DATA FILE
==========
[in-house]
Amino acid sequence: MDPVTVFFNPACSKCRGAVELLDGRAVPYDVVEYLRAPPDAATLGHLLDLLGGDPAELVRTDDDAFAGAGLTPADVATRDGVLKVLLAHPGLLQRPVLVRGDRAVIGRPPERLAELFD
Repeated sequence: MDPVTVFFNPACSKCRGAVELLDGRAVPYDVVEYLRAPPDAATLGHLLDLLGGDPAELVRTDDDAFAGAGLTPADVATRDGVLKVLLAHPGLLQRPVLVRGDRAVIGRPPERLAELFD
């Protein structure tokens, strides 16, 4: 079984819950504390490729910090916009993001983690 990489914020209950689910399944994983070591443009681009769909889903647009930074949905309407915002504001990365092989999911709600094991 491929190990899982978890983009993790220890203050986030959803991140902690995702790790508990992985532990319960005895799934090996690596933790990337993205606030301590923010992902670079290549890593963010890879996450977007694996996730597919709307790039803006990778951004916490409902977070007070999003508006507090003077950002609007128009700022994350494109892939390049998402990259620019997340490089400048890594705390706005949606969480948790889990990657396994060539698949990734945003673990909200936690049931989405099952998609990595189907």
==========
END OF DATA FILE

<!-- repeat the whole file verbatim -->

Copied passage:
[in-house]
Amino acid sequence: MDPVTVFFNPACSKCRGAVELLDGRAVPYDVVEYLRAPPDAATLGHLLDLLGGDPAELVRTDDDAFAGAGLTPADVATRDGVLKVLLAHPGLLQRPVLVRGDRAVIGRPPERLAELFD
Repeated sequence: MDPVTVFFNPACSKCRGAVELLDGRAVPYDVVEYLRAPPDAATLGHLLDLLGGDPAELVRTDDDAFAGAGLTPADVATRDGVLKVLLAHPGLLQRPVLVRGDRAVIGRPPERLAELFD
């Protein structure tokens, strides 16, 4: 079984819950504390490729910090916009993001983690 990489914020209950689910399944994983070591443009681009769909889903647009930074949905309407915002504001990365092989999911709600094991 491929190990899982978890983009993790220890203050986030959803991140902690995702790790508990992985532990319960005895799934090996690596933790990337993205606030301590923010992902670079290549890593963010890879996450977007694996996730597919709307790039803006990778951004916490409902977070007070999003508006507090003077950002609007128009700022994350494109892939390049998402990259620019997340490089400048890594705390706005949606969480948790889990990657396994060539698949990734945003673990909200936690049931989405099952998609990595189907």